Date on Master's Thesis/Doctoral Dissertation
Anatomical Sciences and Neurobiology
Magnuson, David Stuart
Spinal cord injury; contusion; wheelchair; stretching therapy; activity-based rehabilitation; exercise
Spinal cord--Wounds and injuries--Treatment; Physical therapy
Activity-based rehabilitation in the form of overground or body weight-supported treadmill (BWST) locomotor step training has become the most widely accepted therapy translated from preclinical animal research to spinal cord injury (SCI) patients. However, locomotor training does not provide the level of functional locomotor recovery that animal models are interpreted to promise because preclinical studies have used complete spinal cord transections that do not sufficiently mimic the clinical presentation. Furthermore, animal models do not include the same standard of care, immobilization with stretch/range-ofmotion manual therapies, SCI patients receive. Therefore, we have developed an experimental animal model that includes aspects of acute patient care, immobilization and manual therapy interventions, applied daily throughout the 8 weeks following incomplete low thoracic contusion SCI in adult rats. We hypothesize that laboratory animals with clinically relevant incomplete contusion SCI achieve maximal locomotor recovery while moving about in their cages, "auto-training," within the first few weeks post-injury. Our results show that when immobilization and/or manual therapy interventions are applied the animals suffer severe short-term loss of locomotor function that significantly limits potential for long-term recovery even weeks after the interventions end. Our studies suggest that immobilization and widely practiced manual therapies may be maladaptive for functional locomotor recovery after clinically relevant incomplete SCI.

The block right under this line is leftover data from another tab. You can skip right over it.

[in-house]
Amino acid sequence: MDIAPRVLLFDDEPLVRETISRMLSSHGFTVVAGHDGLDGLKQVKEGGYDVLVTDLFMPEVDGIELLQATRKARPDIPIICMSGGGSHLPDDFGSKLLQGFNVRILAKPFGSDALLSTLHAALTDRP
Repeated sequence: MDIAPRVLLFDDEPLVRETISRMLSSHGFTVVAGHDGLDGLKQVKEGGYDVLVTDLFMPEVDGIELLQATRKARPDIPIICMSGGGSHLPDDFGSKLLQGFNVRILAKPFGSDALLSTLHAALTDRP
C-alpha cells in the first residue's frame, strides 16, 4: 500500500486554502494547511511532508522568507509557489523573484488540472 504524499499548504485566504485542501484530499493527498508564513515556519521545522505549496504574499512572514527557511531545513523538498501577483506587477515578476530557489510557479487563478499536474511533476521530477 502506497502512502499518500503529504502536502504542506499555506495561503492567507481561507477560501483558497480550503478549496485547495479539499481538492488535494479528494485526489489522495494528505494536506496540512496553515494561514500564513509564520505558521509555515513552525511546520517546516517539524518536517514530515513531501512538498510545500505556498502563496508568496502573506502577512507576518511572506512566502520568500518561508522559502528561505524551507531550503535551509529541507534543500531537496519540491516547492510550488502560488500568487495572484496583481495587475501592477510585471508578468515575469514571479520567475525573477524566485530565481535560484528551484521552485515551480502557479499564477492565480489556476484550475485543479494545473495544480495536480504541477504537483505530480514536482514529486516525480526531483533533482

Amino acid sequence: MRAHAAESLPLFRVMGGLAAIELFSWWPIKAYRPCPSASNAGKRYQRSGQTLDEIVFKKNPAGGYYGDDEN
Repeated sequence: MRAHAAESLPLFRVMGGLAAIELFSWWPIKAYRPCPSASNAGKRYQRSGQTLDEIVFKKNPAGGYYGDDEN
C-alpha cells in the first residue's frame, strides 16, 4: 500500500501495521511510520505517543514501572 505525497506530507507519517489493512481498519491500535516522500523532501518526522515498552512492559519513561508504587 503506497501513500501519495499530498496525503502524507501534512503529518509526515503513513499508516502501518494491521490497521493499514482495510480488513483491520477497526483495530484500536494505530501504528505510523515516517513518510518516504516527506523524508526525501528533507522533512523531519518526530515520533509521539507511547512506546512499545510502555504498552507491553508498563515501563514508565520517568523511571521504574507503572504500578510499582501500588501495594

Caudle, Krista Layne, "Gain and loss of functional locomotor recovery following contusive spinal cord injury in the adult rat." (2012). Electronic Theses and Dissertations. Paper 225.